Gravel-voiced Texan Micah P Hinson has seen his share of tragedy. Much has been made of the prescription-drugs addiction and jail stint that marked his teenage years, and the redeeming achievements of the two albums he released soon afterwards. Yet on his third LP, … And The Red Empire Orchestra, sorrow and apprehension seem to dog him still.
It’s a magnificent, tender album regardless of its back story. Hinson follows in the footsteps of lyricist-craftsmen like Johnny Cash and Willie Nelson, and his easy hand with the Hammond organ’s higher registers would do Dylan proud. But he’s no aural historian. There’s a super-modern flair to his lushly layered wall-of-sound instrumentation. The delicate ‘Come Home Quickly’ opens with a verse of crackling piano, scratchy guitar and faded vocals, like an old record played with a dull needle in a black-and-white film. Then a cymbal shivers and a Technicolor universe bursts open into lush, swelling organ, strings, guitars and bass. It’s like the world has been created anew - imperfect perhaps, but bright and fresh and full of possibility.
There’s a dreamy precision to ‘I Keep Havin’ These Dreams’, like a half-remembered vision of infinity. Violins bounce measure after measure of eighths over quarters over half and whole notes, all overlaid with a stream of seemingly infinite chords. “And I keep having these dreams, that you were all I needed”, Hinson sighs over and over, without ever seeming to have started or stopped, forever trapped on the far side of the looking-glass of consciousness. ‘Sunrise Over The Olympus Mons’ starts humbly enough, slow and dreamy and swooning with reverb. Rising fragments of scales build to a shivery top-register whammy-barred guitar that soars, rough-edged, over everything you’ve ever heard before descending into a fuzz of feedback. Nestling amongst the layers is Hinson’s quiet refrain, “Oh, love of my life”, its quiet yearning almost unbearable against the euphoric backdrop. Instruments fade out one by one until a pure single note stretches into the distance.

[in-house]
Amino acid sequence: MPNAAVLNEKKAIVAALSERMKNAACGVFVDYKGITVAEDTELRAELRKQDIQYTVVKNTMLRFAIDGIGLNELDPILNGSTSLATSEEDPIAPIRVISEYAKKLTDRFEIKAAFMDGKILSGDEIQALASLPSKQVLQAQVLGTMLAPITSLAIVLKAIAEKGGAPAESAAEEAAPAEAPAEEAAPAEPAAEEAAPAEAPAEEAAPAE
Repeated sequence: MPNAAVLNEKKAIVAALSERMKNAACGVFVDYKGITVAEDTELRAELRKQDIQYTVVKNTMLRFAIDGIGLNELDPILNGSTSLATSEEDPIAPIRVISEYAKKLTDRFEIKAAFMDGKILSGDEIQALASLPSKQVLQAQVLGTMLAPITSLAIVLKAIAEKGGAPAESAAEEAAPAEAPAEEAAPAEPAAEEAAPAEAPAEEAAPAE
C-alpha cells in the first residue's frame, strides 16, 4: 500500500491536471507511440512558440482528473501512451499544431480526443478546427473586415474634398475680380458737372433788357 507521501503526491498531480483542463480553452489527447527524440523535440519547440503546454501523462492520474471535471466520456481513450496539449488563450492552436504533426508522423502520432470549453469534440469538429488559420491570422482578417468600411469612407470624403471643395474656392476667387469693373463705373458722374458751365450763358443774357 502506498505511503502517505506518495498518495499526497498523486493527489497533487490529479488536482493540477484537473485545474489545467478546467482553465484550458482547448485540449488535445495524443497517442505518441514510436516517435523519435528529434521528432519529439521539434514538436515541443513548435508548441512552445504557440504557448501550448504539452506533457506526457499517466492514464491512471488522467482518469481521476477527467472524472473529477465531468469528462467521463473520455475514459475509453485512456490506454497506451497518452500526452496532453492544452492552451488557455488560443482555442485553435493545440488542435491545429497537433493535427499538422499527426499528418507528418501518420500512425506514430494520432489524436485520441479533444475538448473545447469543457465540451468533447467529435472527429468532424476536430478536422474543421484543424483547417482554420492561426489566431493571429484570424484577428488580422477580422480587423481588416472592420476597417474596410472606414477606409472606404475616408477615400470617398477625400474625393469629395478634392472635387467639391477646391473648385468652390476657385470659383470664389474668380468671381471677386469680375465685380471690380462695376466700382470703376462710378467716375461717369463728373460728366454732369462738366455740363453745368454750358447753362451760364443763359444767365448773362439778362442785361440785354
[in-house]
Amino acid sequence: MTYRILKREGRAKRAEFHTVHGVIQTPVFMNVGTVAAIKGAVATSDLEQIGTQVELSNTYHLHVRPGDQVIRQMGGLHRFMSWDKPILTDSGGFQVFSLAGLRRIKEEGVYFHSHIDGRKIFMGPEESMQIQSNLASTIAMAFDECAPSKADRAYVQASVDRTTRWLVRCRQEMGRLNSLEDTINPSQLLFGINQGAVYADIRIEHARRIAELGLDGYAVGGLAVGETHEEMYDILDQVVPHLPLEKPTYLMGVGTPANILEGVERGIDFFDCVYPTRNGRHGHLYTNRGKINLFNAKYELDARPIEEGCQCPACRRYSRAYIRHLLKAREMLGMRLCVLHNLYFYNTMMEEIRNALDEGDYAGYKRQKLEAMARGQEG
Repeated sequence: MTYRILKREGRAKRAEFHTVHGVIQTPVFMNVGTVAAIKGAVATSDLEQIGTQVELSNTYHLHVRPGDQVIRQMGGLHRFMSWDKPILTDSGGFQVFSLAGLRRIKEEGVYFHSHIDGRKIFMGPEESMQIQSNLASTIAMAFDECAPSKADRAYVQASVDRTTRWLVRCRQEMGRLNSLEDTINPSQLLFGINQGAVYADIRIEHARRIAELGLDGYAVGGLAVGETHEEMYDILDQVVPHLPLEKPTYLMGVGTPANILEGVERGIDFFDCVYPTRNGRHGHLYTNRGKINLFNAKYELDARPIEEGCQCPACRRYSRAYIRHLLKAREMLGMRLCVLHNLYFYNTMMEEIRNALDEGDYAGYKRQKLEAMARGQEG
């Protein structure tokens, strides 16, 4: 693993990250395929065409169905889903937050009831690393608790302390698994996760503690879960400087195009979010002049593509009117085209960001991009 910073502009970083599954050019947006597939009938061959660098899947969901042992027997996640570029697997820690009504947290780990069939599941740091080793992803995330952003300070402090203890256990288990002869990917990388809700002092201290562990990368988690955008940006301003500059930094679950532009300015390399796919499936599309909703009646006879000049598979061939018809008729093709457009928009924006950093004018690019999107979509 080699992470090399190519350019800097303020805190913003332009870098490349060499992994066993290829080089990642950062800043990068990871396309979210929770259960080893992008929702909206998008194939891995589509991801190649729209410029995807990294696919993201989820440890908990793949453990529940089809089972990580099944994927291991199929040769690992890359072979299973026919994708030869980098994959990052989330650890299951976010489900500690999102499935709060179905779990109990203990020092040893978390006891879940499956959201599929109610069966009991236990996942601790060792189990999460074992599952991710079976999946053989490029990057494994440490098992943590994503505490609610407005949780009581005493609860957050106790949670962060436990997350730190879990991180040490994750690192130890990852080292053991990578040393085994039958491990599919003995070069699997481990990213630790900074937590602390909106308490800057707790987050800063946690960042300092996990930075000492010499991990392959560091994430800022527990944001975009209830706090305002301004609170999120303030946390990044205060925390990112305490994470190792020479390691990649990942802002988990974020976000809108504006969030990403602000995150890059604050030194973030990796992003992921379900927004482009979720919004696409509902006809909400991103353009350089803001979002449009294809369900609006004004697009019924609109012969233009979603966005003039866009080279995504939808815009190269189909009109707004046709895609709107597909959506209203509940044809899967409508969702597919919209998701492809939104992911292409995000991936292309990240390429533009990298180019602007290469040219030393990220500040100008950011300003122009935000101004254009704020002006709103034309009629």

Hot on its heels, ‘The Fire Came Up To My Knee’ lands like the blade of a guillotine. Bare-bones acoustic guitar stutters in and out as Hinson croaks a chilling vision: “The flood came down to my knee and you were there, drowning below / the fire came up to my knee and you were there, burning below”. ‘Wishing Well and the Willow Tree’ would be a pitch-perfect closer, gorgeously awkward with its insistent piano refrain and scratchy wall of feedback pushing the vocals away. Over the course of nine songs, Hinson’s breathed to life a landscape as deep and vivid as Morricone’s or Badalamenti’s, a soundtrack to long-suppressed, near-forgotten desires and disappointments.
A limp sense of regret clings to the two further songs that do, in fact, close the album - Hammond-happy music-hall sing-along ‘We Won’t Have To Be Lonesome’ and textbook lament ‘Dyin’ Alone’. Both are perfectly nice, just unnecessary. Still, the awesome joy and pain of the first nine more than merit a blinked-away wetness of the eyes.
8emily moore's Score